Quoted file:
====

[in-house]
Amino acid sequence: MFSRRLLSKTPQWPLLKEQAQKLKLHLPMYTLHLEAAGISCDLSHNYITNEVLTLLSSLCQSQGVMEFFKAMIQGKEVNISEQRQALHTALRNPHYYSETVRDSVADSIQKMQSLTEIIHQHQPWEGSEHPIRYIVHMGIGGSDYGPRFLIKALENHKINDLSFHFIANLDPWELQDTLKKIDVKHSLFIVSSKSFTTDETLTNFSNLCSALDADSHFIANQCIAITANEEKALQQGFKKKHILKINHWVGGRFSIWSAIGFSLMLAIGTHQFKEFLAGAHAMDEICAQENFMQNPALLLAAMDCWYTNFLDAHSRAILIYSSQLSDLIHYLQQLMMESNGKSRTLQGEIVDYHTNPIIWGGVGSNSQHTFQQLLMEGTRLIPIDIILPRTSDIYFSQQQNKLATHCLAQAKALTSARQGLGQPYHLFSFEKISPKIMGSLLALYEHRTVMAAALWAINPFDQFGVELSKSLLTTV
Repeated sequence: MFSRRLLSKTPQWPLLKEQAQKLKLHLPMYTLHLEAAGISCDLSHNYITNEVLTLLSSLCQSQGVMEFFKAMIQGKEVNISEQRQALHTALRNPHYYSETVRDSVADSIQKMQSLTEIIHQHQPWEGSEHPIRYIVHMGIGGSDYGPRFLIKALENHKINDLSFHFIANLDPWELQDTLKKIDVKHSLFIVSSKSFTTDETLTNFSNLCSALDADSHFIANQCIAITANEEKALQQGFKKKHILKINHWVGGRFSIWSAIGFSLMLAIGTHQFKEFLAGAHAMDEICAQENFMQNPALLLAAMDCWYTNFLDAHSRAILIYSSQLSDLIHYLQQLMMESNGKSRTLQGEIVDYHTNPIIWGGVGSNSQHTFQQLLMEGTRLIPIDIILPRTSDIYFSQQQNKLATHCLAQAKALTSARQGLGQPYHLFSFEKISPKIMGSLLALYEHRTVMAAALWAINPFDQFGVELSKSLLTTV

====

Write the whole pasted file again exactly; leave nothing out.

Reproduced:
[in-house]
Amino acid sequence: MFSRRLLSKTPQWPLLKEQAQKLKLHLPMYTLHLEAAGISCDLSHNYITNEVLTLLSSLCQSQGVMEFFKAMIQGKEVNISEQRQALHTALRNPHYYSETVRDSVADSIQKMQSLTEIIHQHQPWEGSEHPIRYIVHMGIGGSDYGPRFLIKALENHKINDLSFHFIANLDPWELQDTLKKIDVKHSLFIVSSKSFTTDETLTNFSNLCSALDADSHFIANQCIAITANEEKALQQGFKKKHILKINHWVGGRFSIWSAIGFSLMLAIGTHQFKEFLAGAHAMDEICAQENFMQNPALLLAAMDCWYTNFLDAHSRAILIYSSQLSDLIHYLQQLMMESNGKSRTLQGEIVDYHTNPIIWGGVGSNSQHTFQQLLMEGTRLIPIDIILPRTSDIYFSQQQNKLATHCLAQAKALTSARQGLGQPYHLFSFEKISPKIMGSLLALYEHRTVMAAALWAINPFDQFGVELSKSLLTTV
Repeated sequence: MFSRRLLSKTPQWPLLKEQAQKLKLHLPMYTLHLEAAGISCDLSHNYITNEVLTLLSSLCQSQGVMEFFKAMIQGKEVNISEQRQALHTALRNPHYYSETVRDSVADSIQKMQSLTEIIHQHQPWEGSEHPIRYIVHMGIGGSDYGPRFLIKALENHKINDLSFHFIANLDPWELQDTLKKIDVKHSLFIVSSKSFTTDETLTNFSNLCSALDADSHFIANQCIAITANEEKALQQGFKKKHILKINHWVGGRFSIWSAIGFSLMLAIGTHQFKEFLAGAHAMDEICAQENFMQNPALLLAAMDCWYTNFLDAHSRAILIYSSQLSDLIHYLQQLMMESNGKSRTLQGEIVDYHTNPIIWGGVGSNSQHTFQQLLMEGTRLIPIDIILPRTSDIYFSQQQNKLATHCLAQAKALTSARQGLGQPYHLFSFEKISPKIMGSLLALYEHRTVMAAALWAINPFDQFGVELSKSLLTTV